Plymouth firm sees £500k windfall after Brexit vote

Plymouth firm sees £500k windfall after Brexit vote

By WILLIAM TELFORD, Business Editor, Herald

    WINDFALL: CSL has received £500k of business post Brexit vote

A Plymouth firm has seen an instant windfall from the UK’s decision to leave the European Union in the shape of £500,000 of foreign student spending.

With the pound sterling plunging following the Brexit vote on Friday, June 24, one city letting agent has been asked to find accommodation for 100 Far East students suddenly opting to study in the city.

With students paying up to four months rent in advance, it means Clever Student Lets will see an additional £500,000 of income.


Henry Hutchins (above), CSL chief executive, said SMEs like his should be open to the opportunities presented by the Brexit turmoil.

“Any business that can not take advantage of a market opportunity should not be in business,” he said.

Mr Hutchins said that just before the EU referendum CSL received bookings for 150 rooms for students from China, Hong Kong and the Middle East, bringing in about £750,000 to the firm.

But during the weekend following the result announcement, the North Hill-based agency (it’s office opening pictured above) – which recently triumphed in the student accommodation category at the national Lettings Agency of the Year Awards in London (below) – was approached to find accommodation for an additional 100 people.


“We have never seen anything like this in five years,” Mr Hutchins said. “We would normally take six to eight weeks to recruit that number of people, but this has come in over night.

“It’s all after the value of the pound fell.

“We are talking of about another £500,000 being spent with us.

“In practice it has put about four per cent on the company’s bottom line.

“My next expansion, in man power, was earmarked for 2018, if this continues I’m going to have to bring that forward.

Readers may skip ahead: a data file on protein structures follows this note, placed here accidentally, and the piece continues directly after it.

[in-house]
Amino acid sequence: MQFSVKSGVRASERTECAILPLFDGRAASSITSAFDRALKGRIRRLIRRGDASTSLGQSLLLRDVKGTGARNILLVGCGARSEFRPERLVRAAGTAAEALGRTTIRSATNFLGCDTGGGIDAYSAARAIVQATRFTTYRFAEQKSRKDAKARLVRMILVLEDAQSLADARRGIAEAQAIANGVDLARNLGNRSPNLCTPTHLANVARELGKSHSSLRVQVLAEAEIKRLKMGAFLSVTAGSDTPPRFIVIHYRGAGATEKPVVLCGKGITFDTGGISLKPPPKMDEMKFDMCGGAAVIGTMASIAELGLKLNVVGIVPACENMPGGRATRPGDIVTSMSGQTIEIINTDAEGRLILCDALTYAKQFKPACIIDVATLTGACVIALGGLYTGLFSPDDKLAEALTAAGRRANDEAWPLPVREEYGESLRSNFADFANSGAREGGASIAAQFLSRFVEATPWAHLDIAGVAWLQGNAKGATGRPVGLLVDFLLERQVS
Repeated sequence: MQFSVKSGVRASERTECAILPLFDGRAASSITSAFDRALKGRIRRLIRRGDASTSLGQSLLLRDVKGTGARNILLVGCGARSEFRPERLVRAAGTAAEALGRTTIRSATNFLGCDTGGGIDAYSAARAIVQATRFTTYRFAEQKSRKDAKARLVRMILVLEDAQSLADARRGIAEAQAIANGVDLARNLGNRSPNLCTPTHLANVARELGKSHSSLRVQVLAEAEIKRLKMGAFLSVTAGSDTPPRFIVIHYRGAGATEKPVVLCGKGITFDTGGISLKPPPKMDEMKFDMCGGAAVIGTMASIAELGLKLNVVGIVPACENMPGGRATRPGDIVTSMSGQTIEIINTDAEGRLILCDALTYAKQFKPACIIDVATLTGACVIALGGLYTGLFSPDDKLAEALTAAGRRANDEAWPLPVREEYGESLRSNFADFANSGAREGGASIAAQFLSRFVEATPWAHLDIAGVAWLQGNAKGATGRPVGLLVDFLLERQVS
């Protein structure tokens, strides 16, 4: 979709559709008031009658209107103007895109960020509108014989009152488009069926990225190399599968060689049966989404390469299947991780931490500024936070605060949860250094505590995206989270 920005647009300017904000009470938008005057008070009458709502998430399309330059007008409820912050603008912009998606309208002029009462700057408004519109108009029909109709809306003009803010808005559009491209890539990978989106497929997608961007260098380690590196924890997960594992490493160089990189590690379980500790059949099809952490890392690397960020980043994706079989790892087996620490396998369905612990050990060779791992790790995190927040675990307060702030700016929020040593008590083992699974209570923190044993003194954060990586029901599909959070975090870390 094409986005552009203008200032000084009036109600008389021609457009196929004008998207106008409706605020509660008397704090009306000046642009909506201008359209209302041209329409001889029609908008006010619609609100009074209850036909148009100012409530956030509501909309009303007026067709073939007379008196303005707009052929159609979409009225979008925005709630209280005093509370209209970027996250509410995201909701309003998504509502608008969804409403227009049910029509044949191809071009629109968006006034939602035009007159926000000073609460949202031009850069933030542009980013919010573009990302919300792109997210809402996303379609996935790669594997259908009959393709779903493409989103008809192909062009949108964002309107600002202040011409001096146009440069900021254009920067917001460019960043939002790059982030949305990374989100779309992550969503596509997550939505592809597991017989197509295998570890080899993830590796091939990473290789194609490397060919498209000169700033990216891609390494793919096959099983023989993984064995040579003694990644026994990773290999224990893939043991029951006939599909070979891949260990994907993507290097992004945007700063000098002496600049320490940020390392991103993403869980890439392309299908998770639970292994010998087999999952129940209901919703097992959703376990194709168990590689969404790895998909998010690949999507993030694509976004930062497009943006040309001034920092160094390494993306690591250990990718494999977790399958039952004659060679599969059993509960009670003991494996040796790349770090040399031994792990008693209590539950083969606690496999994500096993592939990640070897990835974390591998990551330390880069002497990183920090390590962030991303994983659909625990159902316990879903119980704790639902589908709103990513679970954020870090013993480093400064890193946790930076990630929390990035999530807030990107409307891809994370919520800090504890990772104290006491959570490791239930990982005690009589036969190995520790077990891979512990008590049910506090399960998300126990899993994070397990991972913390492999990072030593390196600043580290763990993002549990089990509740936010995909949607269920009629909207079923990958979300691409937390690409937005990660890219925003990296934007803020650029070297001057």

“And we have to spend on new software. We were looking at 2018, but are now confident we will spend in 2017.”

Following the Brexit vote (Prime Minister David Cameron seen resigning below) sterling plunged to a 31-year low against the dollar.

That made exports cheaper, but UK imports more expensive.

Plymouth-based welding supply business Welding and Welder told The Herald there had been a spike in import prices of helmets, for instance.

But Mr Hutchins, who voted to leave the EU, said firms need to take advantage of the situation.

“Anyone marketing anything from cars to widgets should be on their bike selling,” he said.

Mr Hutchins said the currency and shares markets, thrown into confusion by the Brexit vote, will inevitably settle.

 “There’s bound to be instability, but how much are we inducing ourselves?” he asked.

He said it will take at least two years for the UK to exit the EU and predicts: “We will still end up in the single market”.

He said the type of deal the UK then makes with the EU will centre on how much cash the countrycontributes to the union, and the mobility of labour.

“The big sticking point is immigration,” he said. “Free movement is too much of a hot potato, but we will have an agreed amount of immigration.”

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